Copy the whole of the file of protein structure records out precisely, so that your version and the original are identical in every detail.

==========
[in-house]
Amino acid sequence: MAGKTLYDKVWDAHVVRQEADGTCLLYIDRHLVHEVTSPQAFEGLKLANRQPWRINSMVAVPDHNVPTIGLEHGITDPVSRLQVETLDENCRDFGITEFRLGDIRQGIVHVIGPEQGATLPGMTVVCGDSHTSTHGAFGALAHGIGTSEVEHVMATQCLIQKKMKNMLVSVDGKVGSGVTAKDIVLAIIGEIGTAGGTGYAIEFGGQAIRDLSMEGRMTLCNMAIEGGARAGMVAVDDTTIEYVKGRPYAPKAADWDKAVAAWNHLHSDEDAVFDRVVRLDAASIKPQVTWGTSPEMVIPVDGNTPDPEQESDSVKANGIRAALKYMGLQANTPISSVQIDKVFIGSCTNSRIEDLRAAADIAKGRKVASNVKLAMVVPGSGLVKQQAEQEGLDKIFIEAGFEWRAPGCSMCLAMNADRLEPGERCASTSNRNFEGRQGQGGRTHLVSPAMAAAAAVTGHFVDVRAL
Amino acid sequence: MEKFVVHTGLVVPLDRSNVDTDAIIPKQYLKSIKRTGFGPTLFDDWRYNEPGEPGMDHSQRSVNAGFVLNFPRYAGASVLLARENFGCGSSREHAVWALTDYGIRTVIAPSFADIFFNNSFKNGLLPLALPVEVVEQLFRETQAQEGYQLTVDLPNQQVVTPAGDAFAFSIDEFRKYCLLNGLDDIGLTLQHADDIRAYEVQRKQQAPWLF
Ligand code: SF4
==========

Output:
[in-house]
Amino acid sequence: MAGKTLYDKVWDAHVVRQEADGTCLLYIDRHLVHEVTSPQAFEGLKLANRQPWRINSMVAVPDHNVPTIGLEHGITDPVSRLQVETLDENCRDFGITEFRLGDIRQGIVHVIGPEQGATLPGMTVVCGDSHTSTHGAFGALAHGIGTSEVEHVMATQCLIQKKMKNMLVSVDGKVGSGVTAKDIVLAIIGEIGTAGGTGYAIEFGGQAIRDLSMEGRMTLCNMAIEGGARAGMVAVDDTTIEYVKGRPYAPKAADWDKAVAAWNHLHSDEDAVFDRVVRLDAASIKPQVTWGTSPEMVIPVDGNTPDPEQESDSVKANGIRAALKYMGLQANTPISSVQIDKVFIGSCTNSRIEDLRAAADIAKGRKVASNVKLAMVVPGSGLVKQQAEQEGLDKIFIEAGFEWRAPGCSMCLAMNADRLEPGERCASTSNRNFEGRQGQGGRTHLVSPAMAAAAAVTGHFVDVRAL
Amino acid sequence: MEKFVVHTGLVVPLDRSNVDTDAIIPKQYLKSIKRTGFGPTLFDDWRYNEPGEPGMDHSQRSVNAGFVLNFPRYAGASVLLARENFGCGSSREHAVWALTDYGIRTVIAPSFADIFFNNSFKNGLLPLALPVEVVEQLFRETQAQEGYQLTVDLPNQQVVTPAGDAFAFSIDEFRKYCLLNGLDDIGLTLQHADDIRAYEVQRKQQAPWLF
Ligand code: SF4